In April 2017 I wrote an article for Sky and Telescope about a disintegrating exoplanet, of which I obtained data using my telescope, for the science team led by Harvard. Here is an extract of that article. It is the first proven example of a disintegrating world around another star:
“If someone had told me 20 years ago that I, an amateur astronomer, would someday be on my roof watching the destruction of a small planet orbiting a 17th-magnitude star, I would have said they were nuts. Yet I and other amateur astronomers are now doing just that, and more.
“WD1145+017, or ‘WD 1145’ to its friends, is an obscure white dwarf star 570 light-years away in Virgo near the Leo border. It is pulling apart, grinding up, and devouring one or more of its planets as we watch. We are monitoring fastchanging clumps and streams of orbiting wreckage as they cross the star’s face, dimming its light in ways both regular and irregular. Amid the debris is a solid object some 1,000 Exoplanet kilometers in diameter that continues shedding material. We didn’t discover this happening. For that, we can thank the ingenious and determined engineers who put together the K2 mission for the Kepler spacecraft after it lost its precision pointing ability in May 2013 (see box).”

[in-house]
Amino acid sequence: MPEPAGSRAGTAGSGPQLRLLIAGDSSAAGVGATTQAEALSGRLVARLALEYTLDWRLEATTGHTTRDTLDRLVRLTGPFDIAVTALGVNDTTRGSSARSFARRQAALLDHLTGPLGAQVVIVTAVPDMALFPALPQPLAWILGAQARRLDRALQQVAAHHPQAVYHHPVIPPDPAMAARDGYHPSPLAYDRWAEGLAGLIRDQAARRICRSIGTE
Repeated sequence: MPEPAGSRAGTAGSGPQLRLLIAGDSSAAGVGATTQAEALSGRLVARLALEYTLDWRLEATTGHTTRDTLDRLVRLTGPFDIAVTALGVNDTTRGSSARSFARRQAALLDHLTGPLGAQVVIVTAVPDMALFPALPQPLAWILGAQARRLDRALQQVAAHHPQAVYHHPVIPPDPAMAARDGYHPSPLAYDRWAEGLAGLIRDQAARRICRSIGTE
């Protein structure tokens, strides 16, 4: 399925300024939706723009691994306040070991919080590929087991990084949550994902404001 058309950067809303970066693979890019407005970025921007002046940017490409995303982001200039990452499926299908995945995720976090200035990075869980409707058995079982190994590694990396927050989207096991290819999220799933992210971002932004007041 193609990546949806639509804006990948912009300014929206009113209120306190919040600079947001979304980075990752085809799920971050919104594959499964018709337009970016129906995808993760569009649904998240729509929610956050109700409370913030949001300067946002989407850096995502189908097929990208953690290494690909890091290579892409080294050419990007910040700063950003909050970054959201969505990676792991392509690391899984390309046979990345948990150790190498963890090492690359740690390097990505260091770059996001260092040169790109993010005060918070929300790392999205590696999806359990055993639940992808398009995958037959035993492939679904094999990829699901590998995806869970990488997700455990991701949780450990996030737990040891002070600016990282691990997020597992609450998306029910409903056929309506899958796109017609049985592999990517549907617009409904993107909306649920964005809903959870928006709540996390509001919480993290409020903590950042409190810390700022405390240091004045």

Kepler’s K2 Mission
Kepler detects worlds orbiting faraway stars by the tiny, periodic dimmings that a planet will cause if, by luck, it crosses the face of its star from our viewpoint. But after two of Kepler’s four reaction wheels (gyroscopes) failed, leaving only two working, the spacecraft lost its ability to orient and point steadily. For that, it needs three different force vectors that it can twist itself around in 3-D space.
Kepler’s handlers figured out how to balance the craft against the delicate radiation pressure of sunlight, so that it does not drift too far in its unconstrained third direction. Thus Kepler came back from the dead in November 2013. In its new role it is able to point to star fields along the ecliptic for a new, extended mission dubbed Kepler 2.
This mission continues today. Unavoidable slow drifts mean that Kepler cannot monitor stars’ brightnesses with the same precision as it originally could. But even so, the K2 mission had found 178 new exoplanets as of January — some of them, like WD 1145, very interesting.